Revised on Nov. 18, 2001
In cooperative distributed problem solving, distributed planning is important to generate cooperative activities. It is, however, a sophisticated task because of not only the computational cost of the fundamental planning algorithm but also costs of communications among agents, detections of task relations and generations of coordinated actions. This often results in difficulty in developing practical systems. ``More efficient distributed planning'' is a very important research issue.
In single-agent planning, plan reuse has been proposed by Kambhampati  to achieve efficient planning by avoiding repetitive planning activities. When a new problem is given, the system retrieves the plan that was created for a past identical or similar problem then modifies it so that it can be applied to the new one. This research addresses the issue of whether or not, in hierarchical distributed planning, an agent can reuse past plans for new incoming problems in an environment where a number of identical or similar problems recur. There are a number of issues in realizing plan reuse in distributed planning for multiple agent actions.
The first issue is the similarity of new and old problems. Even if an agent thinks that the new problem is similar to a past one, other agents may have quite different goals. Is the plan created for the past problem useful for planning for the new one? Another important issue is performance, that is, can plan reuse really achieve efficient planning? Especially, it is important to reduce the costs of communication, conflict detection, and conflict resolution (negotiation) because they are relatively costly. The underlying ideas to these issues are that it is possible in such an environment that(1) other agents' goals may affect the process of specialization of a high-level plan such as how to minimize and resolve conflicts, but the high level plan is usually similar or identical.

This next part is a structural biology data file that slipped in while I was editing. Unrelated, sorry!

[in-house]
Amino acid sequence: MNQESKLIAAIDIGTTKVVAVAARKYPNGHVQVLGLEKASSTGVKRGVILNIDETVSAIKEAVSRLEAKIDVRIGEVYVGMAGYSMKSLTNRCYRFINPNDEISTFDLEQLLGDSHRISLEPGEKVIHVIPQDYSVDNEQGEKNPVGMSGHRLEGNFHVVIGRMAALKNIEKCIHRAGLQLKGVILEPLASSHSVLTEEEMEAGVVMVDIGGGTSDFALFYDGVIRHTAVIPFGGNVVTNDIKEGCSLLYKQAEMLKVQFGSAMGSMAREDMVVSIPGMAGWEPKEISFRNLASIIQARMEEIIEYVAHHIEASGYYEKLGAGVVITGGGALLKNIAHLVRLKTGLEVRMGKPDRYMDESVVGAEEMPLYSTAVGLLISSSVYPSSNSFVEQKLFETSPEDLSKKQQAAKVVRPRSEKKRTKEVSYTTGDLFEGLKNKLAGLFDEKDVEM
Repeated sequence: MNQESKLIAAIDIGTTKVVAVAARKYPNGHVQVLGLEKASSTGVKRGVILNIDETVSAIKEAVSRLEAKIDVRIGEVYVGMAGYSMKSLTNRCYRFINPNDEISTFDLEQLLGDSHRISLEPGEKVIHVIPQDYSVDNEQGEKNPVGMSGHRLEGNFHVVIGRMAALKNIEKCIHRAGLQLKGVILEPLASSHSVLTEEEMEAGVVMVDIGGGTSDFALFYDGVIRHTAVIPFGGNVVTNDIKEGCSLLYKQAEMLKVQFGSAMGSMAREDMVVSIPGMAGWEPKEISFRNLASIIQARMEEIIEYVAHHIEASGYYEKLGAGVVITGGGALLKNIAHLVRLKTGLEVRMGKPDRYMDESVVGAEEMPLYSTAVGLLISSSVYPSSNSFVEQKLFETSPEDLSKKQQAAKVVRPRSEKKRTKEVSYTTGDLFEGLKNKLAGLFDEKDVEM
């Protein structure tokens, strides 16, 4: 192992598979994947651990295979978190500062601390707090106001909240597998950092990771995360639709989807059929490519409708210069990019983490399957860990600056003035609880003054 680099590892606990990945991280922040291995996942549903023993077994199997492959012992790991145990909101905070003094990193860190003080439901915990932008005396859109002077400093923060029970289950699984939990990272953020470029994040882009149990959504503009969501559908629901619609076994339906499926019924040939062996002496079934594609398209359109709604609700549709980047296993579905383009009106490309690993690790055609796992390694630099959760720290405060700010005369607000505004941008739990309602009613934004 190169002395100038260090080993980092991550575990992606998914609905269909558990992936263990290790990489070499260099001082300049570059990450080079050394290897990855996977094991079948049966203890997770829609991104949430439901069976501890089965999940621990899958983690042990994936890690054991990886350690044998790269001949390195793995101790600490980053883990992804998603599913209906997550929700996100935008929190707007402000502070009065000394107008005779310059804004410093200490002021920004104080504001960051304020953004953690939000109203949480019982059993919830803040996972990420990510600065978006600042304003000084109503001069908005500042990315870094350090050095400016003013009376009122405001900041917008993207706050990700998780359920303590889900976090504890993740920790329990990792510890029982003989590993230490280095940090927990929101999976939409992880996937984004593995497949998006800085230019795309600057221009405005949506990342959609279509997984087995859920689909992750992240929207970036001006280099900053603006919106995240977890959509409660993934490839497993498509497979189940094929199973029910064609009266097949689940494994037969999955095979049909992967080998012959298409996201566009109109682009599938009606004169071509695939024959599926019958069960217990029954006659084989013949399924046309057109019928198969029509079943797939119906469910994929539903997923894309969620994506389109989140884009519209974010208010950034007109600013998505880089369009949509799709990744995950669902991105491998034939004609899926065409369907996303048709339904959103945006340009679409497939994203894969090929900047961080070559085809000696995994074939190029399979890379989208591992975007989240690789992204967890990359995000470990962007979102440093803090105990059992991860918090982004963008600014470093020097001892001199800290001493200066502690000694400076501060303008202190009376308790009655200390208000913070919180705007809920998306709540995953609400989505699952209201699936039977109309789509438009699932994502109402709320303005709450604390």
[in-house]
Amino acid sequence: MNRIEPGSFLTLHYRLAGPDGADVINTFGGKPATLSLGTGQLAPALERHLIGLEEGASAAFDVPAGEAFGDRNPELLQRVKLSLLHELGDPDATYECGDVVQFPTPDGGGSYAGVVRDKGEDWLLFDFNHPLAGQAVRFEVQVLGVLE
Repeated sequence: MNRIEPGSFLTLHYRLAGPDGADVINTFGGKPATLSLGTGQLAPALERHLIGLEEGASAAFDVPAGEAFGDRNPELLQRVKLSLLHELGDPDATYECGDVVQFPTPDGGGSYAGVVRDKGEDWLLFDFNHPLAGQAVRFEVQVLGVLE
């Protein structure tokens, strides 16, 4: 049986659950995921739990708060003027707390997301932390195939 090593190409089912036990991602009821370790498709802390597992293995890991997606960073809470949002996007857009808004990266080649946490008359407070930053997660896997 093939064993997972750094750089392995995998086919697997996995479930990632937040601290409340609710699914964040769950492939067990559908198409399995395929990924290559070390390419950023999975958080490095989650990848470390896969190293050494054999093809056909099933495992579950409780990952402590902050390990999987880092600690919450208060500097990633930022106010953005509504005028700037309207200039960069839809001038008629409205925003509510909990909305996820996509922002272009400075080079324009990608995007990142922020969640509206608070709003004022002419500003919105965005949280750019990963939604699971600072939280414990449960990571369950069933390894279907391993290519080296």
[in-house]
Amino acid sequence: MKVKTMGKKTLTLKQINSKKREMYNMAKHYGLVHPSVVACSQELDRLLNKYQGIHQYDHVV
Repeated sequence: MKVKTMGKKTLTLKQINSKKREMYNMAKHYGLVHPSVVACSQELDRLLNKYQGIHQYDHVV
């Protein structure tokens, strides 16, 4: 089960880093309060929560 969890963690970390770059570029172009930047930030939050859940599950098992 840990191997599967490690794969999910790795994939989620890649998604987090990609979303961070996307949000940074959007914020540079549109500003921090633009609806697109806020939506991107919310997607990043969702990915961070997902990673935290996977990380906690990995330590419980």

(2) even if there is a conflict, it can be detected in an earlier stage of planning and can be resolved by one of the methods used in the past.
(3) planning activities of a peer agent that does not reuse a past plan may also become simple by sharing a common subgoal.
We propose the plan-reuse framework that is applicable to the new problem regardless of other agents' goals. In this framework, a generated plan is stored as a plan template. A template has a number of plans to achieve the goal or subgoals (intermediary goals). Possible conflicts and resolution methods that were actually detected and used in the past planning activities are also stored. Unlike plan reuse in single-agent planning, a template is incrementally generated because a planning result highly depends on the other agents' goals; in some problems, all agent goals may be independent thus no coordination can be made from the plan derived from this type of problem.
Note: We think that plan reuse is a kind of case-based reasoning/planning. The reason that we do not use the word 'CASE' here is that we have much attention to, not the case idenfitications but, the reusability of plans. We beleive that case identifications in multiagent systems is not easy task becase all co-operating agents matches their sub-cases then they gather all infomation to generate the whole case for identifying the past similar cases. In this research, agents do not have a subjective nor complete global view; they are only interested in whther or not there are reuable plans. Other agents may have different goals, but if their plans causes the same conflict (or contain the task identical to the one used in the past that causes the conflict), the past local plan may be reusable.
 S. Kambhampati, ``Supporting Flexible Plan Reuse,'' Machine Learning Methods for Planning Ed. by S. Minton, 397-434, 1993
© Toshiharu Sugawara